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Dr. Andrew Rynne
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Dr. Andrew Rynne

Family Physician

Exp 50 years

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What are the signs and symptoms of vascular dementia?

Answered by
Dr.
Dr. Ilir Sharka

Cardiologist

Practicing since :2001

Answered : 7096 Questions

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Posted on Fri, 26 Aug 2016 in Hypertension and Heart Disease
Question: Dear Doctor, In respect to vascular dementia would I be correct in assuming that if I'm compromised in the cranial area there could also be concern in my cardio vascular region together with aortic and iliac peripherial arterial vessels branching into the deep vein of my legs, I am also concerned about blood clots due to atherosclerosis ...If so how would I go about checking my whole vascular system, thank you in turn for answering this complex question.
doctor
Answered by Dr. Ilir Sharka 3 hours later
Brief Answer:
I would explain as follows:

Detailed Answer:
Hello!

Welcome and thank you for asking on HCM!

Regarding your concern, I would explain that vascular dementia is related to repeated occlusion of small arteries in the brain, leading to progressive loss of the brain cells (neurons).

It is called vascular dementia, because in MRI or CT we can see different types of vascular lesions (while in Alzheimer disease there is only progressive brain atrophy).

This can be related to atherosclerosis (which is a generalized process) or cardiac causes (atrial fibrillation or any other cardiac arrhythmia, valvular heart disease, etc.).

Hypertension is the major cause of diffuse disease, and in many patients, both focal and diffuse disease are observed together.

The 3 most common mechanisms of vascular dementia are multiple cortical infarcts (repeated brain ischemic events), a strategic single infarct (related to occlusion of the large vessels), and small vessel disease (usually related to progressive atherosclerosis of the small vessels).

The diagnosis of this disorder is based on different tests:

1- medical history consisting of progressive memory loss with acute deteriorations
2- brain MRI showing the presence of brain infarcts
3- vascular and cardiac studies:

- a Doppler ultrasound of the cervical vessels to examine the blood flow in the neck arteries and the types of atherosclerotic plaques
- an angio CT scan of the supraaortic vessels, examining the blood flow in the aorta, carotid arteries, vertebral arteries, and intracranial arteries, circulus Willis
- a cardiac ultrasound to examine the heart structure and function
- an ambulatory 24-48 hours ECG monitoring to rule in/out possible cardiac arrhythmia

4- Some blood lab tests (complete blood count, blood lipid profile, kidney and liver function tests, fasting glucose and HbA1C, blood electrolytes)

Regarding the peripheral vessels, when peripheral arteriopathy is suspected ( no pulse in the lower limbs or cold feet), a Doppler ultrasound of the leg vessels is performed (coupled with an Angio CT scan of these vessels if needed).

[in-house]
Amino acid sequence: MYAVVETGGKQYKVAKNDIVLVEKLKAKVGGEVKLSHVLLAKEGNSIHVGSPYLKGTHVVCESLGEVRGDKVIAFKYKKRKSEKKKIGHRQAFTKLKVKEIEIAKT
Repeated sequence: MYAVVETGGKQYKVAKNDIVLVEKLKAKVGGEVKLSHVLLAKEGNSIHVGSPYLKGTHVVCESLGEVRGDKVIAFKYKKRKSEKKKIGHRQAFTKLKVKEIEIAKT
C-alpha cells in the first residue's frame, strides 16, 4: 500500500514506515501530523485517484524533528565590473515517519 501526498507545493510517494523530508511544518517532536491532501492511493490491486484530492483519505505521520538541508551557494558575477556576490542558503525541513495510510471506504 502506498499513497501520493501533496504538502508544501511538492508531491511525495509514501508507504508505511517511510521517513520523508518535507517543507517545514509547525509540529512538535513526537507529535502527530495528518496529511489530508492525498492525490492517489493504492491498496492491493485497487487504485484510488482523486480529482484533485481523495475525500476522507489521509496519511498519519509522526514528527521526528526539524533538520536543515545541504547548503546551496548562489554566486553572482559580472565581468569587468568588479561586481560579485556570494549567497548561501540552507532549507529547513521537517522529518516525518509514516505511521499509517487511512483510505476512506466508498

Hope you will find this answer helpful!

Feel free to ask any other questions whenever you need!

Kind regards,

Dr.Iliri
Above answer was peer-reviewed by : Dr. Chakravarthy Mazumdar
doctor
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Follow up: Dr. Ilir Sharka 21 hours later
Dear Doctor .Thank you for your reply..from the attached CT report would you suggest that this is the start of vascular dementia as the report confirms
ischaemic changes of small vessels disease and moderate central cerebral atrophy..if its vascular then i should have tests on the heart and peripheral arteries disease location..thank you for you assistance in this matter.
doctor
Answered by Dr. Ilir Sharka 5 hours later
Brief Answer:
I would explain as follows:

Detailed Answer:
Hello again!

I carefully reviewed your uploaded CT scan reports and would explain that they could indicate a subcortical vascular dementia.

These CT scan findings should also be coupled with a history of memory problems, related to the short term memory (problems that you deal with in your every day life)and not old memories.

I recommend performing the above mentioned tests to investigate for the possible causes.

A close monitoring of blood pressure is necessary to exclude possible uncontrolled high blood pressure.

I would also recommend performing a brain MRI study as it is more specific for these brain changes than normal CT scan.

You should discuss with your doctor on the above tests.

Hope you will find this answer helpful!

Best wishes,

Dr. Iliri


Above answer was peer-reviewed by : Dr. Chakravarthy Mazumdar
doctor
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Follow up: Dr. Ilir Sharka 2 days later
Thank you Doctor, one last question if i may. An old scelotic lesions identified in the cortex of the temporal lobes possubly from a previous head injury....can this be the cause of vasular dementia or any other dementia suge as alzheimers
doctor
Answered by Dr. Ilir Sharka 6 hours later
Brief Answer:
I would explain as follows:

Detailed Answer:
Hello again!

I would explain that post traumatic lesions are not included in vascular or alzheimer dementia.

But, you should know that the temporal lobes play an important role in the memory function.

Damage to the temporal lobes can cause memory impairment mimicking dementia.

But these damage does not cause progressive memory problems, like in Alzheimer or vascular dementia.

The memory deficits are usually non progressive and can also improve.

Hope you will find this answer helpful!

Kind regards,

Dr. Iliri
Above answer was peer-reviewed by : Dr. Chakravarthy Mazumdar
doctor
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